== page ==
How do you know if you are offering excellent customer service? Most companies tell us they use focus groups, surveys, response cards, mystery shopping, etc, and all these are valuable to create an awareness of exactly hat you’re doing right and wrong.
But unless you use another, cheaper, closer-to-home method, you might be missing a trick.
Who has the closest interaction with your clients and can often see where the glaringly obvious but often overlooked areas of improvement are?
Naturally, it’s your customer-facing staff, and they have the best opportunities every day to share data and customer responses in real time and from right at the coal face. It shows also that you value their opinions, respect their viewpoints and show that you’re serious about providing the environment for quality customer service.
How do we go about it?
Any system you introduce must be organised so that customer-facing staff understand what information will be useful and how that information can be gained from customers
The system should be simple to use and be quick in its operation (check sheets, report forms, etc)
There should be a simple way of reporting the information, so staff know it is important and will be looked at
Action has to be taken on the feedback
This can provide a good analysis of training and development needs within the department, like coaching in questioning and listening skills, building rapport or empathy
What’s your role in all this?
You need to lay the foundation so everyone knows the reason why the process is being carried out. It shouldn’t be seen as a spying exercise on staff, or to add extra inconvenience to them; they should see the benefits of any such process and how it all aims for excellence in customer service.
You need to walk the talk. If staff see you spouting excellence in what you say, but see you cutting corners and complaining about customers in reality, they aren’t going to take any programme like this seriously.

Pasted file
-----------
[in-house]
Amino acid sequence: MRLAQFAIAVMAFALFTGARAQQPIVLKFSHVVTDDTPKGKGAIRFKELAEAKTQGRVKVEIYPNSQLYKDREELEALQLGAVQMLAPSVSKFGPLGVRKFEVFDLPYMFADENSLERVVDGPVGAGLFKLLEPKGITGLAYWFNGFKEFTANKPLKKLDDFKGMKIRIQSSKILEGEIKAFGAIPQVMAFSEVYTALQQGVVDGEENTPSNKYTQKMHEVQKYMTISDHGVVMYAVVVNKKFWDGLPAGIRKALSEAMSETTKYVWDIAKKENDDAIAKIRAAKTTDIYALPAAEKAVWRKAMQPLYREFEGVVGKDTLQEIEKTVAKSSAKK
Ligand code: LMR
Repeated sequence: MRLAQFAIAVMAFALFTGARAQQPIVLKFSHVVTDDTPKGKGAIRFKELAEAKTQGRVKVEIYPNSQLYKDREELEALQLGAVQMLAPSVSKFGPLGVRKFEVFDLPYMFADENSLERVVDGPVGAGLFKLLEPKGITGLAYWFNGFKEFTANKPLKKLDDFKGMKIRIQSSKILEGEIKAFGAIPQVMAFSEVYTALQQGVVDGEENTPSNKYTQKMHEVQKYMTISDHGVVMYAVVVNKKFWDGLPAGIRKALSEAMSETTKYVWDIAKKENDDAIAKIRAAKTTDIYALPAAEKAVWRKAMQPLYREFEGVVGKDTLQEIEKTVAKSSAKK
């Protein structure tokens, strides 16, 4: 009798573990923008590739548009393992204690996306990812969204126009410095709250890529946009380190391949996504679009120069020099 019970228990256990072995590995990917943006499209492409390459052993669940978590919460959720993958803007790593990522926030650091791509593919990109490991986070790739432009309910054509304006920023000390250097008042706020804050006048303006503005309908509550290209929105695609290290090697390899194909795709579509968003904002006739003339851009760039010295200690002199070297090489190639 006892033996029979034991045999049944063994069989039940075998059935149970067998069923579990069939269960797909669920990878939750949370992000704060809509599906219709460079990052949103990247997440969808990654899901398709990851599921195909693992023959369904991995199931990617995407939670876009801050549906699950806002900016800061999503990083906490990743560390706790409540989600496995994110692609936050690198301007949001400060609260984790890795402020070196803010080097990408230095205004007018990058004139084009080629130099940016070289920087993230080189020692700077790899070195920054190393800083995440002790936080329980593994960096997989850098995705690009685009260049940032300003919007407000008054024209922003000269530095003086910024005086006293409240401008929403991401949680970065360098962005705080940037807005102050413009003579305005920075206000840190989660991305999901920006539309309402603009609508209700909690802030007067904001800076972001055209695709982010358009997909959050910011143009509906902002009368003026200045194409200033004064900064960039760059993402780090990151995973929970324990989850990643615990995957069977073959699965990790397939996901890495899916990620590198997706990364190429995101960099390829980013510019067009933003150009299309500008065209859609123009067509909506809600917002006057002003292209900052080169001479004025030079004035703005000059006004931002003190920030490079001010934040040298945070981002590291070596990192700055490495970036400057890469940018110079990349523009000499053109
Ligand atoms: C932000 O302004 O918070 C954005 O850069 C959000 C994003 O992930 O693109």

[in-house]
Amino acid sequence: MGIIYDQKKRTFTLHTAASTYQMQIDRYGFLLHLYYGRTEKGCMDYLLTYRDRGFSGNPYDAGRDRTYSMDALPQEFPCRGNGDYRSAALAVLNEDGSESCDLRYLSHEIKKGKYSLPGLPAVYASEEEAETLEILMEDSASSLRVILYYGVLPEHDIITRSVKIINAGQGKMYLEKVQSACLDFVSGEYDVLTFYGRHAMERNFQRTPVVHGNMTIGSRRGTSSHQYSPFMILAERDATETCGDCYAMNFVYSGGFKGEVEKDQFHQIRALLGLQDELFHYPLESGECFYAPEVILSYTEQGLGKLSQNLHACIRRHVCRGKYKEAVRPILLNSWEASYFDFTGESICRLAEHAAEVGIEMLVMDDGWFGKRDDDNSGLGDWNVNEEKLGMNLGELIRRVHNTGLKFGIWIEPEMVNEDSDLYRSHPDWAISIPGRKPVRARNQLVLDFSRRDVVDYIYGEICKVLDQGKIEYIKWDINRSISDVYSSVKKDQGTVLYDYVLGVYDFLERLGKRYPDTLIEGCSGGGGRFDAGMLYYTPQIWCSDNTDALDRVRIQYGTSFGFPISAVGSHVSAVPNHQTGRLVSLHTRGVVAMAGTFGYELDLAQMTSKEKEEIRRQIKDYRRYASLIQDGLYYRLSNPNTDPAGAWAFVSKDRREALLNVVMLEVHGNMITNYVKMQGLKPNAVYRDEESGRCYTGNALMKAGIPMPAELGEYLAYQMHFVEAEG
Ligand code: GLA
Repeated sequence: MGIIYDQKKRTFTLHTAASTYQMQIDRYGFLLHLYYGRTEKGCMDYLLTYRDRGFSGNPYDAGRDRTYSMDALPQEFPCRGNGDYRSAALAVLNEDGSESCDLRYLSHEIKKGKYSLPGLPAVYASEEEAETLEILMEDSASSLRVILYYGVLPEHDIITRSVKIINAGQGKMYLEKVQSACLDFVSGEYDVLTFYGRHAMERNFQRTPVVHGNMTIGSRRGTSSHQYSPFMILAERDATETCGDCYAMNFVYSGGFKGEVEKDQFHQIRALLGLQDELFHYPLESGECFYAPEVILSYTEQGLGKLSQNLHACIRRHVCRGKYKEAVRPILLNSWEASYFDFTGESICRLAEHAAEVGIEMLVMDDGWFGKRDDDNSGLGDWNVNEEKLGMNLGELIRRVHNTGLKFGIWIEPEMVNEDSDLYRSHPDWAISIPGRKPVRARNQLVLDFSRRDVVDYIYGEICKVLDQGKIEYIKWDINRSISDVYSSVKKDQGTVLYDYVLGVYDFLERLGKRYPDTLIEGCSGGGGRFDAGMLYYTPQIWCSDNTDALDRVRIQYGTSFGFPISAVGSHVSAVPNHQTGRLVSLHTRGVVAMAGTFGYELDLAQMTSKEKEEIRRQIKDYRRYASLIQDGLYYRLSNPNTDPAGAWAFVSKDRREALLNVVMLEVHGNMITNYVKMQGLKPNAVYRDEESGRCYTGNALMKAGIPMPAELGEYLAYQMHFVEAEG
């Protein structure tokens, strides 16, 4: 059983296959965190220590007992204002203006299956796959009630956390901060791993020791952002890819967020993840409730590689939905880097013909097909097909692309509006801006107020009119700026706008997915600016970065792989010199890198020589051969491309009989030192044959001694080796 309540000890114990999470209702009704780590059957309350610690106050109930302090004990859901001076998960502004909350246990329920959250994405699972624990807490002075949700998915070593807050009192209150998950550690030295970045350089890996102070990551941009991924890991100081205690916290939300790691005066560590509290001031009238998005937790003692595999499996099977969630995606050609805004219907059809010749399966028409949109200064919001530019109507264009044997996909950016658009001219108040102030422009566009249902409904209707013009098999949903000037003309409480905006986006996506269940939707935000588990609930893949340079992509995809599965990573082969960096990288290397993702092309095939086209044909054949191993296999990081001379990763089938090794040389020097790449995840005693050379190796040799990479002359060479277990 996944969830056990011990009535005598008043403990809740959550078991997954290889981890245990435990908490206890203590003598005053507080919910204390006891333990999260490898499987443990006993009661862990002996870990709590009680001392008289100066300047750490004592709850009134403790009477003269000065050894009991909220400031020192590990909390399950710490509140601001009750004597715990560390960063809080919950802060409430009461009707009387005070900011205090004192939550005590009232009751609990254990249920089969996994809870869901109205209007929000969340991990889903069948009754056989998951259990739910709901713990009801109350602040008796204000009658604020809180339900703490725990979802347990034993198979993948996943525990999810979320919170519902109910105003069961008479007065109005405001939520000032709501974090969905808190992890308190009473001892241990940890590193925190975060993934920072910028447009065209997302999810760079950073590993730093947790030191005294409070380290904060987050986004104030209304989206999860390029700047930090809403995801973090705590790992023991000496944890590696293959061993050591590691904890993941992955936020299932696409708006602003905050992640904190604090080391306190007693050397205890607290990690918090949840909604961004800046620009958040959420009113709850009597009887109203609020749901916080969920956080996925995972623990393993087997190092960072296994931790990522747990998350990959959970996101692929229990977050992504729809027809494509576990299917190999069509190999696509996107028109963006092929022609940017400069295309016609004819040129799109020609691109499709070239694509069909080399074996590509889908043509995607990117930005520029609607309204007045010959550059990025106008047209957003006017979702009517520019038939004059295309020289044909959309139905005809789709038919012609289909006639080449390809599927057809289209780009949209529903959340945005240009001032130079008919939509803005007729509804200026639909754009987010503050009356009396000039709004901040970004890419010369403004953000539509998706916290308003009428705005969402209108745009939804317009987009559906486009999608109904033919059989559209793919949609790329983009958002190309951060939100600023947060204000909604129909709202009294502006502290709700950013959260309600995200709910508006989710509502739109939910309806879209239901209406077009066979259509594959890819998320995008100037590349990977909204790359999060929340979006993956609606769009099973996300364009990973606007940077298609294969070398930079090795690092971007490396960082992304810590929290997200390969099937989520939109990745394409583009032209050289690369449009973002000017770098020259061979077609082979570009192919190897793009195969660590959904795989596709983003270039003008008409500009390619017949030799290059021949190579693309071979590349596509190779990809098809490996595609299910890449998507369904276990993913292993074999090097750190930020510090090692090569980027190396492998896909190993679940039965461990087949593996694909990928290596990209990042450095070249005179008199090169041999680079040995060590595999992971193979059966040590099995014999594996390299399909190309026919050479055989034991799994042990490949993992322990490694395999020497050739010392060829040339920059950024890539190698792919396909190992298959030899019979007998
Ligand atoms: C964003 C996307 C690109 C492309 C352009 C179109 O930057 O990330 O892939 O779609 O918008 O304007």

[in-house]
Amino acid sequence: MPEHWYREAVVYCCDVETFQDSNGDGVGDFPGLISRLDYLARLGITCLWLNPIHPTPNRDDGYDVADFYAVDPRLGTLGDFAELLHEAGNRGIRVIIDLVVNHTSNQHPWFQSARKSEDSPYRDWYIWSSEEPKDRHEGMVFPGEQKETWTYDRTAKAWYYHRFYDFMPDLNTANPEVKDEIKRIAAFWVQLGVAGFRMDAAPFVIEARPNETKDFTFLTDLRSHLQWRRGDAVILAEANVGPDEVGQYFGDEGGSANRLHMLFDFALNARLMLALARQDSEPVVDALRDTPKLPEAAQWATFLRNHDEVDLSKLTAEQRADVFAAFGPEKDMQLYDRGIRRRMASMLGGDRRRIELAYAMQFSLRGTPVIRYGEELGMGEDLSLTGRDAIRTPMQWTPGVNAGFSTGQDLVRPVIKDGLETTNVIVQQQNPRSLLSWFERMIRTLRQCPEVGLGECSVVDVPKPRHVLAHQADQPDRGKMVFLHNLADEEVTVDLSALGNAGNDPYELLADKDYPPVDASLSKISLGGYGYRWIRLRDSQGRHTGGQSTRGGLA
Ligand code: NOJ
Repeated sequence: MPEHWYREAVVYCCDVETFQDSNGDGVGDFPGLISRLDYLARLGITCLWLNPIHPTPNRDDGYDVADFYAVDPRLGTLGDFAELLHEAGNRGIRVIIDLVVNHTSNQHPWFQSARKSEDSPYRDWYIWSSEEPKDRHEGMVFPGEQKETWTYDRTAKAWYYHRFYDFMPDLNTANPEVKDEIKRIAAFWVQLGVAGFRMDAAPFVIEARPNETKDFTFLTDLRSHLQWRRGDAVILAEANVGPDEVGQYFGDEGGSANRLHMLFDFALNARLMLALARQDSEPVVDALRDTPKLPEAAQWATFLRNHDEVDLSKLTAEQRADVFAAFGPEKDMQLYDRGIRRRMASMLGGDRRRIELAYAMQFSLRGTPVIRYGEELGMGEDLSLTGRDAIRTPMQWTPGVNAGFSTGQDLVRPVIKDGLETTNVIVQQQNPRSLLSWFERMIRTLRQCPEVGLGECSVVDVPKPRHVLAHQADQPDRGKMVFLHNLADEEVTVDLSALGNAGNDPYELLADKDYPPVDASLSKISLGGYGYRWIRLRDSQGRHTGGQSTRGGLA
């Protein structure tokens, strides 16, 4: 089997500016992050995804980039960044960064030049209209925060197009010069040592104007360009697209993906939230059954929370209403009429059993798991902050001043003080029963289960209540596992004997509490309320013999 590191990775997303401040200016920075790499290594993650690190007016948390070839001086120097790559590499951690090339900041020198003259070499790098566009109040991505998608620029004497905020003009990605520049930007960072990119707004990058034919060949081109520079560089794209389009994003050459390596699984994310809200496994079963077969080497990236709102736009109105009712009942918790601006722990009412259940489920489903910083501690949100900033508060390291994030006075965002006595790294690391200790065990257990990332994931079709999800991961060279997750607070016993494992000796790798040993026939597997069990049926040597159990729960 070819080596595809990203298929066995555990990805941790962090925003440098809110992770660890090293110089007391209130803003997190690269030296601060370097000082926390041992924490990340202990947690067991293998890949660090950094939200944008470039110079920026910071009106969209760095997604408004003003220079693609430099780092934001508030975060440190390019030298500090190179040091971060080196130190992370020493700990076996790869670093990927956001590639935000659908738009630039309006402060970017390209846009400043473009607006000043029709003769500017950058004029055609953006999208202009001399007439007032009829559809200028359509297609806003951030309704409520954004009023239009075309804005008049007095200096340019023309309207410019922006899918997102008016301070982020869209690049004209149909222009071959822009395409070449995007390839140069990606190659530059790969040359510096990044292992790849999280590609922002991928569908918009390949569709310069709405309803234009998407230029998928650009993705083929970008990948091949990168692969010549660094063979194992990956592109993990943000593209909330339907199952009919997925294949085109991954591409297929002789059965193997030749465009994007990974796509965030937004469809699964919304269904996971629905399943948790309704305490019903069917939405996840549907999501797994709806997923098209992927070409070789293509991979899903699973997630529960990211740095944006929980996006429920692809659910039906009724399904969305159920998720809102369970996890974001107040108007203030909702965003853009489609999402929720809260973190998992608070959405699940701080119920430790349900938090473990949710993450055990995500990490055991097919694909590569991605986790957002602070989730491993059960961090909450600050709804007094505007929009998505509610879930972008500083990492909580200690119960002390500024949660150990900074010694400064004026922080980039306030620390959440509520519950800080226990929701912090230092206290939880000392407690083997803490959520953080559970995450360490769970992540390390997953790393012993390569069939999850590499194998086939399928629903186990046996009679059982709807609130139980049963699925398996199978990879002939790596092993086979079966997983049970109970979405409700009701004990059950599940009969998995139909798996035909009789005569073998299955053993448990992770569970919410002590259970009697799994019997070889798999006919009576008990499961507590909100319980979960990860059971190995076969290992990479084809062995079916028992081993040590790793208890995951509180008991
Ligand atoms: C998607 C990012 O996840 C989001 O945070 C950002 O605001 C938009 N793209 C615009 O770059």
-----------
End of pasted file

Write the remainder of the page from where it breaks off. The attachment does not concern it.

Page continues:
Staff can be then be involved in group discussions or individual meetings. Managers can begin by asking some or all of the following questions:
* How do we know if our clients are satisfied with our service?
* How would we know if they didn’t?
* What do we need to know to find out about our clients’ perceptions?
Then you can determine the style of questions that can be asked at any time when you contact clients.
Ensure that all staff get to see the results of any work they contribute to, This will mean you are serious about improving quality and they are more willing contribute.
Make sure that the data collected is used to make decisions regarding service improvement. You could design a meeting to share results on report, interpretation, actions and improvements. Make sure you put some consistency into it, and it’s not seen as an ad-hoc process, looked at when you might have the time. If you give it high priority, so will your staff.
Then, put the action plans to work. Ensure your goals are specific and measurable, and have an impact on the areas your staff said needed improving.
Share the successes and otherwise. Let people know how you are measuring excellence and make it a topic of discussion regularly.
Check on whether anything you have initiated needs changing, and actually make those changes. Nothing will kill a new initiative quicker than if you don’t create changes when the very people who are driving that change do not get responses from management.
If you create an atmosphere of excellence, your people will follow and will actually want to be excellent in all their contacts with customers. And that could be the very thing that drives your business forward in the future.
Originally published: 10 September, 2010
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